A feeder pig can cost anywhere from $100 to more than $200. You can buy pigs from local farmers, online, or at nearby auctions.
You’ll need a barn to house your pigs in, and ideally some land outdoors. We recommend at least one acre for all of this in total, but again, that will vary depending gon where you live and the size of your operation.
Plan to spend anywhere from $1,000 to more than $100,000 just for the land.
A general recommendation for how much land you need is 1000 pounds of pigs per acre – this will give them room to roam.
You don’t have to buy land – you can always rent it – but factor this into your expenses.
Equipment costs will vary depending on the size of your farm. You might need to spend a few thousand dollars for used equipment or several hundreds of thousands if you want brand-new gear.
You will also need to factor in costs for things like fences, feeders, waterers, roads, storage buildings, and more.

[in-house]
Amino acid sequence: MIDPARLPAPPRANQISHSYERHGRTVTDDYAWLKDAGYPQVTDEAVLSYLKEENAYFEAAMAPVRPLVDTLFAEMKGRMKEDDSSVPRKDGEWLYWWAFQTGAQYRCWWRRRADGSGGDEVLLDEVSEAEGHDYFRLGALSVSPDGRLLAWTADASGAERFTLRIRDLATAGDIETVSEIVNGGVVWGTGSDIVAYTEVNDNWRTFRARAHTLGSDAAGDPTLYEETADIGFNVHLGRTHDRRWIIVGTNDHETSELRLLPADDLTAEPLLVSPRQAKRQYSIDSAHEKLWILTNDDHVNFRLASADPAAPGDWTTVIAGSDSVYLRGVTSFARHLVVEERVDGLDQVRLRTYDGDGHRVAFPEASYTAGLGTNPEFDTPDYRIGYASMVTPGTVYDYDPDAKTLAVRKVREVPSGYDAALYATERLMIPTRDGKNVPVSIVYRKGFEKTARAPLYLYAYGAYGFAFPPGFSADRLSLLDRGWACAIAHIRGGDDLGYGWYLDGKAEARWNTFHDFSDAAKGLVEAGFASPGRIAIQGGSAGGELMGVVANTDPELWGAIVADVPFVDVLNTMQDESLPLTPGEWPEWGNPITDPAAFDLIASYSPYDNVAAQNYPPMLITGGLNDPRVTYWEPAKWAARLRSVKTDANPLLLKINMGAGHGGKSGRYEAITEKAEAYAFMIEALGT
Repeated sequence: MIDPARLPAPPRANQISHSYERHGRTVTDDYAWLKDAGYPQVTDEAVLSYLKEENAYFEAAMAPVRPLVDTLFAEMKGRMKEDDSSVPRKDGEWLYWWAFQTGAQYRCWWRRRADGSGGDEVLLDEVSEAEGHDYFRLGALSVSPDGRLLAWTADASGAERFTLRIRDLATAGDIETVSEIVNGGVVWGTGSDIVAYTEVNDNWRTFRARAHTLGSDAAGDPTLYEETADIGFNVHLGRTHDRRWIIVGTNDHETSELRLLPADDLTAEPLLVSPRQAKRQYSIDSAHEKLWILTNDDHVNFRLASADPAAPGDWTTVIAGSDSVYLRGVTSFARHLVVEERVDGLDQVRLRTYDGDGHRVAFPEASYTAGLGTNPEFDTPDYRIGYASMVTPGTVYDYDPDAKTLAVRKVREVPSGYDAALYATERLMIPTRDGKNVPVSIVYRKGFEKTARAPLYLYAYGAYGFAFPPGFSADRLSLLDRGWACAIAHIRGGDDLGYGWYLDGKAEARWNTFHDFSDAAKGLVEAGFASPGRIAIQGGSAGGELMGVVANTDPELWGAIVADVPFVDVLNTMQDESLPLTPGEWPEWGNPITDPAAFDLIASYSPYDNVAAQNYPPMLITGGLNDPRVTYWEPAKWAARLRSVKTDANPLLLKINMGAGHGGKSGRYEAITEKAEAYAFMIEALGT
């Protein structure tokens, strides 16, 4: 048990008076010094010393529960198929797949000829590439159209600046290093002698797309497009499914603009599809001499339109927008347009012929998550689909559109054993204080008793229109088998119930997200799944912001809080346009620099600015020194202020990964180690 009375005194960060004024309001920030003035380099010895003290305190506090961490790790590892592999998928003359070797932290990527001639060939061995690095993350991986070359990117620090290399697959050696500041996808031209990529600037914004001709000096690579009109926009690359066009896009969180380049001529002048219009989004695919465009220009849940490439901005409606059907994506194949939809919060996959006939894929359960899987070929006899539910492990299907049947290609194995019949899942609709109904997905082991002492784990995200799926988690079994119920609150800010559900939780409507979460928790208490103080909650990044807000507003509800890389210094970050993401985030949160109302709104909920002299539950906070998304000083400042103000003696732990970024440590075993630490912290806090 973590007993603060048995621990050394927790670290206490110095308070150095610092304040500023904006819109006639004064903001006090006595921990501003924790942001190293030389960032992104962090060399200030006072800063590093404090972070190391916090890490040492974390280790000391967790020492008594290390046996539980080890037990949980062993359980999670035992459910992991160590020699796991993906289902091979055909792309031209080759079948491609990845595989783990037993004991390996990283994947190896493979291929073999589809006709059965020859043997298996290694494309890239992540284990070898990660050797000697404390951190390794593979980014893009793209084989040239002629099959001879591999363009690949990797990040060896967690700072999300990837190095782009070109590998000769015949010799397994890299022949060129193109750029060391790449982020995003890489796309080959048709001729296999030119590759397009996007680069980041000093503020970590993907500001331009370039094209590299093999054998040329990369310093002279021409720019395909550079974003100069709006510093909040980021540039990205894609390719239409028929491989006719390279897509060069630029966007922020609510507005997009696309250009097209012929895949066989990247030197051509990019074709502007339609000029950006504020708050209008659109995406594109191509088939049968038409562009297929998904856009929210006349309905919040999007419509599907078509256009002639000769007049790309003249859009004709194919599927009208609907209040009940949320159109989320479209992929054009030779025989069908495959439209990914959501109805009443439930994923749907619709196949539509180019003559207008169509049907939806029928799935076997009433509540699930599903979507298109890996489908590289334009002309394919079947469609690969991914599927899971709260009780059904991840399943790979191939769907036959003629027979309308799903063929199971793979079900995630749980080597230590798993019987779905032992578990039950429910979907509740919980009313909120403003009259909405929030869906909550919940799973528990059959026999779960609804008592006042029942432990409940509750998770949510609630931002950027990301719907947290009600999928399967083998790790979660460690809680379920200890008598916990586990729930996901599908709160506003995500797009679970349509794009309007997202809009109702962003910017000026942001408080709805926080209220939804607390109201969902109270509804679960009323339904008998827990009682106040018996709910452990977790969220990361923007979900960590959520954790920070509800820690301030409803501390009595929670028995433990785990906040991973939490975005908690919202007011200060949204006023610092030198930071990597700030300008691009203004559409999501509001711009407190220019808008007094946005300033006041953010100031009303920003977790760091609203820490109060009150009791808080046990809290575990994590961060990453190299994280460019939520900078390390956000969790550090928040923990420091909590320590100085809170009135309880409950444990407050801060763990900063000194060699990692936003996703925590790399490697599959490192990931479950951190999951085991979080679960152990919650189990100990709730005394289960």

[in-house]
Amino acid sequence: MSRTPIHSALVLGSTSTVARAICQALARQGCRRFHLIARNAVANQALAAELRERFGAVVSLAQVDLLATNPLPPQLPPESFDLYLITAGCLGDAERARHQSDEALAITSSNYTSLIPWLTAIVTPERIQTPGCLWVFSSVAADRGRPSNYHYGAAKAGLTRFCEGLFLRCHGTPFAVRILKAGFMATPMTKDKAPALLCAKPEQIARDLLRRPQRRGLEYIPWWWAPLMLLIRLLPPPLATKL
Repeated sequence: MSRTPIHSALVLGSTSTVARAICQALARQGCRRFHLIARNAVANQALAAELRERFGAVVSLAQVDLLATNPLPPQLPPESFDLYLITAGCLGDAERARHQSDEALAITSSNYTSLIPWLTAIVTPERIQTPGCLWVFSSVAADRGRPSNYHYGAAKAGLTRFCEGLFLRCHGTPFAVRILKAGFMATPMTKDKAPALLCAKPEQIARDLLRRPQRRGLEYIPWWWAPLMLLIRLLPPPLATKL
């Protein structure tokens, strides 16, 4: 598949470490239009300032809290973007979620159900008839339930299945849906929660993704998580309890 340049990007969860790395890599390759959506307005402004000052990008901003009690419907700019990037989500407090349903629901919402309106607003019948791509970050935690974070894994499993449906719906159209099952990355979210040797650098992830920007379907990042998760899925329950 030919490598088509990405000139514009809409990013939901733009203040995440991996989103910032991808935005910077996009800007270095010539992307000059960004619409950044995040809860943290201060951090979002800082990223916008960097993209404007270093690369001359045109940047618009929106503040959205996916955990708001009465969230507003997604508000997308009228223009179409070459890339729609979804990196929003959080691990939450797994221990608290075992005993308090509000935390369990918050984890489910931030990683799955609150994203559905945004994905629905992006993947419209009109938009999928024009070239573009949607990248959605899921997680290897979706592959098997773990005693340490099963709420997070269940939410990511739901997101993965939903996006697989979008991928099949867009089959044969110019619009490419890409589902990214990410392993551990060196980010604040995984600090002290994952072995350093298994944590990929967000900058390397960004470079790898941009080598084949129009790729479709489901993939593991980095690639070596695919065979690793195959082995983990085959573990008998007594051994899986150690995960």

Feed costs vary. The average pig will eat an average of six to eight pounds per day. Buying feed in bulk can save you money, but you can estimate that the feed will cost around 25 cents per pound.
Make a Business Plan and Search for Funding
Once you have an idea for your business and are ready to dive in, draw up a business plan. The USDA has all kinds of helpful resources that you can tap into.
If you want to be totally legit for tax purposes, consider incorporating or becoming an LLC.
You may need licenses and permits for your business, too, depending on where you live. The Department of Agriculture has more information on what you might need as well as sources of funding, if you want to take advantage of grants and loans.
Now that you have a plan for how you will run your business, here comes the hard part – raising the pigs!
Housing Your Pigs
For the first few weeks, you should keep young piglets away from predators by housing them in stalls indoors. This will let you keep a close eye on their health.
Afterward, you can move them outdoors, if you choose.